In its phase III clinical trial in RRMS patients, oral cladribine was administered in two or four courses of treatment within the first 48 weeks, followed by two additional courses during Weeks 48 and 52. This brief treatment resulted in a significant reduction of the relapse rate, magnetic resonance imaging (MRI) activity and disability progression in RRMS patients [7,13]. Despite meeting its primary outcome parameter during the phaseIII clinical trial, the Food and Drug Administration and the European Medicine Agency refused marketing authorisation for cladribine because of its benefit risk profile [14]. Compared with placebo, lymphopenia and Herpes zoster virus infections were more likely to occur in patients receiving cladribine. Furthermore, a slightly higher risk of developing secondary malignancies had not been ruled out [7,15].

The beneficial effects observed in RRMS patients persisted for many months after the cessation of cladribine exposure, which was limited to two or four courses within the first 48 weeks followed by two courses during Weeks 48 and 52 [7,13]. Therefore, we hypothesized that in addition to its direct cytotoxic effects the compound’s mode of action may also encompass immunomodulatory mechanisms. Such effects might include alterations in cytokine patterns of cells that survived the initial cladribine treatment. Indeed, cyclophosphamide and mitoxantrone, two other immunosuppressive drugs, are well known to have additional immunomodulatory effects [1618].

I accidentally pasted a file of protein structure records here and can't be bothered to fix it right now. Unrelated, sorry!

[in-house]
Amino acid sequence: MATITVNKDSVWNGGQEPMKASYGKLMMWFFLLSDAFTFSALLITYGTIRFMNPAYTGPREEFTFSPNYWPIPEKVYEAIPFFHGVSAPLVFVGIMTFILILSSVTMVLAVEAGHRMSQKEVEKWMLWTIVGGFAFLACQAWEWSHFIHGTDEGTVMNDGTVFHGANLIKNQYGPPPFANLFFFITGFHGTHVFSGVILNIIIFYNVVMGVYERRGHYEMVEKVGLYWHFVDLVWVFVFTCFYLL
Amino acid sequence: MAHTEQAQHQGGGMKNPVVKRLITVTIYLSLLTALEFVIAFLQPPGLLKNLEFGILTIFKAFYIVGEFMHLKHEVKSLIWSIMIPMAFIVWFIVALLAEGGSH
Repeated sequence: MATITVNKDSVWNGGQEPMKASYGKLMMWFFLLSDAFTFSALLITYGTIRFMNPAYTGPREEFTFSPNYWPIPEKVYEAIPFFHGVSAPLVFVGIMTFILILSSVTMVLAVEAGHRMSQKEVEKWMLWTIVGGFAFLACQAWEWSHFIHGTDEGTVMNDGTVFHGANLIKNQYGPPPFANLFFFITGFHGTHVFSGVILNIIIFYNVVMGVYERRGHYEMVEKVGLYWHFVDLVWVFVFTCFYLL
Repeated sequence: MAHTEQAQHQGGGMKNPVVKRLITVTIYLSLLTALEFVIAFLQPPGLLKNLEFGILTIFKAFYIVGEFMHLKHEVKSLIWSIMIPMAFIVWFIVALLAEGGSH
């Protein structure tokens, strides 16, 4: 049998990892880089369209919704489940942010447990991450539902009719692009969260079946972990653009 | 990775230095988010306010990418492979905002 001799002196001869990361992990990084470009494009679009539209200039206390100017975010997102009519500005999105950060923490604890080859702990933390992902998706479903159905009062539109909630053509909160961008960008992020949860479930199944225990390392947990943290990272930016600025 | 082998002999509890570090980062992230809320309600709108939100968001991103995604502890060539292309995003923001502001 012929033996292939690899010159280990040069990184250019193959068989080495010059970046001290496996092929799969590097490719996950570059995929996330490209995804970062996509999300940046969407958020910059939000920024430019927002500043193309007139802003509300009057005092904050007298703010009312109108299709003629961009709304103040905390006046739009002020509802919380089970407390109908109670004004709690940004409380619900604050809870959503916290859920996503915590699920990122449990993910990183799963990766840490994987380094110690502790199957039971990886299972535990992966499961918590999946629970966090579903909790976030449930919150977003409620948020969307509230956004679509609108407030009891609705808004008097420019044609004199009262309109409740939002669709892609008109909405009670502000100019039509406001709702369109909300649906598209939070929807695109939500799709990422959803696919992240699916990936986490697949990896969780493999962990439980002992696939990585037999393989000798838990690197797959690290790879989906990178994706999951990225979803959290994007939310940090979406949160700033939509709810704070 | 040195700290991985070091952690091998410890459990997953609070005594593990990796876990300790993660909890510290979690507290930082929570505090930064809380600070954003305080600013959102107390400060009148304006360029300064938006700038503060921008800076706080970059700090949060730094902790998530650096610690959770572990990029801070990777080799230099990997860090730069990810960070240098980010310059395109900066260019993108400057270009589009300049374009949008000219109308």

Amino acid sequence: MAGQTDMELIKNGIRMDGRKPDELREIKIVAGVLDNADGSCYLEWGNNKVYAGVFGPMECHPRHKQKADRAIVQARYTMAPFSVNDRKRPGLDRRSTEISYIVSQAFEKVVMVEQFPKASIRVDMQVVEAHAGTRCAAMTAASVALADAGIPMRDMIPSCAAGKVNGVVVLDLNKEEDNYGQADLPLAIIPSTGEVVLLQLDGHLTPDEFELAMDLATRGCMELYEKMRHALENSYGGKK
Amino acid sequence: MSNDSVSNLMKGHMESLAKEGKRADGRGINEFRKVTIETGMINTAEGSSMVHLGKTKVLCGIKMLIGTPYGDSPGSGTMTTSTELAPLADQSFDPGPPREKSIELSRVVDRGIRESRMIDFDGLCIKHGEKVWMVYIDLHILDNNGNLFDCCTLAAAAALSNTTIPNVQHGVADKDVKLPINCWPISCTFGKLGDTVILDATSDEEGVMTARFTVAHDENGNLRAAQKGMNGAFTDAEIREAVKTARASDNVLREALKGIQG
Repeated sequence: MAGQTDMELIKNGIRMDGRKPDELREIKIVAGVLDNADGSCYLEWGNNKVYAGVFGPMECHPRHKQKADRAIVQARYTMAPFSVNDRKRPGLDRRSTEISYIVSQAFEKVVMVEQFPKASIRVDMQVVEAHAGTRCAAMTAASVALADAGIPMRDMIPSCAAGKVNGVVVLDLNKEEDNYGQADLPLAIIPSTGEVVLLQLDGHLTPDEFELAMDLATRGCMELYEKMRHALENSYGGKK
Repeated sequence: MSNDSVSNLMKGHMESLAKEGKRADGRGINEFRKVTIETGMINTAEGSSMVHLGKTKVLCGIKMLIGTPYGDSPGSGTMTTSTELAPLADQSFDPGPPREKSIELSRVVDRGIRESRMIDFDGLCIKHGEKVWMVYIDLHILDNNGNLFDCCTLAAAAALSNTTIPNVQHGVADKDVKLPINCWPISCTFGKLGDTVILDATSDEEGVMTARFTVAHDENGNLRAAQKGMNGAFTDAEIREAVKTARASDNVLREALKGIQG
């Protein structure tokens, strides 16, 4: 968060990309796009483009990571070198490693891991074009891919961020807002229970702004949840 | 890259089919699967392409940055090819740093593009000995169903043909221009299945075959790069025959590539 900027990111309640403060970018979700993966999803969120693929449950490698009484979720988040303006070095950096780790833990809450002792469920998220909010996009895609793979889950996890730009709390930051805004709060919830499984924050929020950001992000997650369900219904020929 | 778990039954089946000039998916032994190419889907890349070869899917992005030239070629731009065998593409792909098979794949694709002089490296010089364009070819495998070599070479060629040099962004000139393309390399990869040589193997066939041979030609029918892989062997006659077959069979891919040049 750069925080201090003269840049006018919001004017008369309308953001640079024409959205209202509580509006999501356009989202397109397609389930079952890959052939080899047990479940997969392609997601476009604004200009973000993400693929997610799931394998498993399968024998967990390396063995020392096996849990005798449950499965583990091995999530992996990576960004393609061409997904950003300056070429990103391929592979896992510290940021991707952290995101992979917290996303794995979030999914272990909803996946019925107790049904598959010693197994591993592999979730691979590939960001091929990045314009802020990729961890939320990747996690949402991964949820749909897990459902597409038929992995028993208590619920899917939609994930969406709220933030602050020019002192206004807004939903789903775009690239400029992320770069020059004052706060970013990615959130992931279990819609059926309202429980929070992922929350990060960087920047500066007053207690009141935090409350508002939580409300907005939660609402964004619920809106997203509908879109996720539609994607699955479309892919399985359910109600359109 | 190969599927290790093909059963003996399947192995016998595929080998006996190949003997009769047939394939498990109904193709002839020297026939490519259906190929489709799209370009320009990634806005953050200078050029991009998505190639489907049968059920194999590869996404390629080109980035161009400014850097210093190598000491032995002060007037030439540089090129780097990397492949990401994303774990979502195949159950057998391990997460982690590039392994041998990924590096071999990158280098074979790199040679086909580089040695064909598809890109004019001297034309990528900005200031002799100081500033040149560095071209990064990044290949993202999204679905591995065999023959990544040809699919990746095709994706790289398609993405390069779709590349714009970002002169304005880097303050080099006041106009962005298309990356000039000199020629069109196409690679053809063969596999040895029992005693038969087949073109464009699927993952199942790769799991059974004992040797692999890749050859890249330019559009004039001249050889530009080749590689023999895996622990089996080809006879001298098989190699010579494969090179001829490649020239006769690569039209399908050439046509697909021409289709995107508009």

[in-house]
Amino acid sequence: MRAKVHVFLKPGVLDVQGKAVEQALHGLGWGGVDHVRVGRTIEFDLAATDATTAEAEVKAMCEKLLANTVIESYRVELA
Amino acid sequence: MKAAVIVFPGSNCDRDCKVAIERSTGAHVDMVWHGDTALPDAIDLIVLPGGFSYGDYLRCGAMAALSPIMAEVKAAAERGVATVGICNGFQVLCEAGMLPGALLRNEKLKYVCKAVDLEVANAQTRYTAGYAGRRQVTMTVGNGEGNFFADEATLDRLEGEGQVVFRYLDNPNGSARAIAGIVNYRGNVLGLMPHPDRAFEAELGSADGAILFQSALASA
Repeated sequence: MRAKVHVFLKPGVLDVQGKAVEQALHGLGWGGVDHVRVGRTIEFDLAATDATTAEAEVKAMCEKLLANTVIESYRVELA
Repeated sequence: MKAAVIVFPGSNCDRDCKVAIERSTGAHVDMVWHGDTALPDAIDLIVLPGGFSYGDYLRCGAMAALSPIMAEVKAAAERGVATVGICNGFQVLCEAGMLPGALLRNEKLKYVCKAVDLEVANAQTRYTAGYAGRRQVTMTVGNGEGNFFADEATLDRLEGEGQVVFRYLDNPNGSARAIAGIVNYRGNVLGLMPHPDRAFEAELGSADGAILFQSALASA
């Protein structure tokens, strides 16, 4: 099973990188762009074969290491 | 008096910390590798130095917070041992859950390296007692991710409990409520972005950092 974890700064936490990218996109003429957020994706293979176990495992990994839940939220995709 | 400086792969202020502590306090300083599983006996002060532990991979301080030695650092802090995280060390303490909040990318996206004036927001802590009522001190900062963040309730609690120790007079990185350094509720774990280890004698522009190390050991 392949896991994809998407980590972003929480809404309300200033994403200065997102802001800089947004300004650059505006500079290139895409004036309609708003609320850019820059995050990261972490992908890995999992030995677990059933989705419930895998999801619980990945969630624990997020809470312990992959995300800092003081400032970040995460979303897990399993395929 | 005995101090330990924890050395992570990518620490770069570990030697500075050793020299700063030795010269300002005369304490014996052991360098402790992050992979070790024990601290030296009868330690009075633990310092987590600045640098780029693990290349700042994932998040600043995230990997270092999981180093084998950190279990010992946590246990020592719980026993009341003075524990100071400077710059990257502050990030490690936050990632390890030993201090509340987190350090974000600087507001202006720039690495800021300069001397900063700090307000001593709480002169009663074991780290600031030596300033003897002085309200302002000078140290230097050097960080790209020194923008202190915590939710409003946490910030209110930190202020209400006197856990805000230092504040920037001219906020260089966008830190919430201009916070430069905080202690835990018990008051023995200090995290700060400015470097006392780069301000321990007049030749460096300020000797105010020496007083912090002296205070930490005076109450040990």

For cladribine several studies demonstrated reductions in the release of pro- and anti-inflammatory cytokines, chemokines, and adhesion molecules, as well as a decrease in the cellular migratory capacity of treated cells [1921]. However, these experiments were performed in the presence of cladribine; therefore, toxic effects rather than modulation of cell function could account for the observed changes. The current in vitro study was designed to explore whether cladribine exerts long-term immunomodulatory effects in addition to immediate cytotoxicity.

Material and Methods

Cell isolation